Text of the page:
ANCHORAGE, Alaska (AP) — Anchorage property tax bills have increased over the last year, rising to an average of $1,675 per $100,000 of property.
The increase is related to a transfer of school bond debt reimbursement burden from the state to local taxpayers resulting from a veto by Republican Gov. Mike Dunleavy, The Anchorage Daily News reported Wednesday.
The bills issued May 1 vary based on the city area of each taxpayer’s property. A homeowner with a house valued at $350,000 had a property tax increase of $168.
The Anchorage Assembly approved a request from Mayor Ethan Berkowitz to delay payment deadlines by a month because of the coronavirus pandemic.
The first payment is due in July instead of June, with the second payment due in September instead of August.
The transfer of school bond debt liability will cost $48 per $100,000 of property value.
The state operated a program for decades covering half or more of the amount of local school bonds.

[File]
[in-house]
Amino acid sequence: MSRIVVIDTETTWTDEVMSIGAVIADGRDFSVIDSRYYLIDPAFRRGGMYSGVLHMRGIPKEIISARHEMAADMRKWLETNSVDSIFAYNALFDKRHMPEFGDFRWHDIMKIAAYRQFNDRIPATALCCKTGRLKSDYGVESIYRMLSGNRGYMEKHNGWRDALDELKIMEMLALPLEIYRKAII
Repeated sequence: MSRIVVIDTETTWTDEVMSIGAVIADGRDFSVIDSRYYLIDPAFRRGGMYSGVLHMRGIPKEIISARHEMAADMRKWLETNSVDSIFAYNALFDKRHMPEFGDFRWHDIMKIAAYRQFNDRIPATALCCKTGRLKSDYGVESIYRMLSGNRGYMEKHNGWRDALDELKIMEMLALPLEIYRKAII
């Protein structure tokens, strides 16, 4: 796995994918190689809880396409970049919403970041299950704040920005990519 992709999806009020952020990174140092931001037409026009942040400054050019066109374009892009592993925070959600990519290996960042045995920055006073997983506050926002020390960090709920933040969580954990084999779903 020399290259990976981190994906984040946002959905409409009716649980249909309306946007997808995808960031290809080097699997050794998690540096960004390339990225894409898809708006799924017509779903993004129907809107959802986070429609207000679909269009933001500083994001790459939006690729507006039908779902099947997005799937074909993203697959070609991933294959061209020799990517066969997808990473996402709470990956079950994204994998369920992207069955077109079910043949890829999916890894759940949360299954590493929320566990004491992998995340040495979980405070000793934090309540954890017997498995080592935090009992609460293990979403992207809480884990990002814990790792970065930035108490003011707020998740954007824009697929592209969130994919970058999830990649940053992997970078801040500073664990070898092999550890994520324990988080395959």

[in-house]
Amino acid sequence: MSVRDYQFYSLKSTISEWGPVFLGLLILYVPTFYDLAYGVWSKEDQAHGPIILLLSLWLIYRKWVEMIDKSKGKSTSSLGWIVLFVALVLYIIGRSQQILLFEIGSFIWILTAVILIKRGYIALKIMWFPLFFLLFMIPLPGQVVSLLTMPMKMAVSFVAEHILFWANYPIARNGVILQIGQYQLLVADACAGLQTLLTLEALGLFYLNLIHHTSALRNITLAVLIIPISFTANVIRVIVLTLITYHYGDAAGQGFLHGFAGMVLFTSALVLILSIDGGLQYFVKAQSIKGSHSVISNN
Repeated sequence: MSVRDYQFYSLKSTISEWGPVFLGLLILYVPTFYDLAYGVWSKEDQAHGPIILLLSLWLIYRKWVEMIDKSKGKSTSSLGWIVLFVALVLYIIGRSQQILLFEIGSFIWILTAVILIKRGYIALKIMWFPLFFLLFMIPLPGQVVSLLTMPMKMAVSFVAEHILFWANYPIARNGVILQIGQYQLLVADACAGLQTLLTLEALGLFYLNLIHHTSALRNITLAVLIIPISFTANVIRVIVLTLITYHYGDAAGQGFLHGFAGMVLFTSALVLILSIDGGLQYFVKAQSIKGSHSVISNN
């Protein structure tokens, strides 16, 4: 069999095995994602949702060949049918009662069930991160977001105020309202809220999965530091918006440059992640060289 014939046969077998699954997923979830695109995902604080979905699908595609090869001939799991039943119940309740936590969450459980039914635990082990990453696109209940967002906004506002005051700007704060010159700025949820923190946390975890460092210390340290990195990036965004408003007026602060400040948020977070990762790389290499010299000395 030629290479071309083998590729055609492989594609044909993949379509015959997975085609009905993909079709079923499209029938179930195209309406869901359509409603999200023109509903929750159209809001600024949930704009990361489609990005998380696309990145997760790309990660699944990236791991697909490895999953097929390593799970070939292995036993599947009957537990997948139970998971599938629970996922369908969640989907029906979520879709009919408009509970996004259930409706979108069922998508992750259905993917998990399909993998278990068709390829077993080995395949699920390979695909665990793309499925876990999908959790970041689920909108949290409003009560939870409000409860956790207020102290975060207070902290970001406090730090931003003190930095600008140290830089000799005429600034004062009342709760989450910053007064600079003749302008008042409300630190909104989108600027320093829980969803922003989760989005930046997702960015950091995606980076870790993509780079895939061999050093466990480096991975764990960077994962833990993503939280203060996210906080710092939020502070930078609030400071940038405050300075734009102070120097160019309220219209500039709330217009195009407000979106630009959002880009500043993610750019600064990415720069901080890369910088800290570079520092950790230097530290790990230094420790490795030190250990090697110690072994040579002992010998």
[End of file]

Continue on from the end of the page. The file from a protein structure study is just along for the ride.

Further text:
Dunleavy’s budget proposal in 2019 cut the funding. The Legislature passed a package that included full school bond debt reimbursement. But Dunleavy eliminated half of that using his veto, which the Legislature failed to override.
The change put about $20.5 million in debt service onto Anchorage taxpayers. The Anchorage School District found about $4 million to offset the cut, leaving $16.5 million to be covered by property taxpayers.
“That was a significant jump,” Anchorage’s Office of Management and Budget Director Lance Wilber said.
Dunleavy planned to use money from federal coronavirus relief funds to replace money he vetoed from the state budget, allocating more than $560 million to cities and boroughs.
There has not yet been clear guidance on whether federal rules allow the funding to be used for the items Dunleavy vetoed.
For most people, the coronavirus causes mild or moderate symptoms, such as fever and cough that clear up in two to three weeks. For some, especially older adults and people with existing health problems, it can cause more severe illness, including pneumonia, and death. The vast majority of people recover.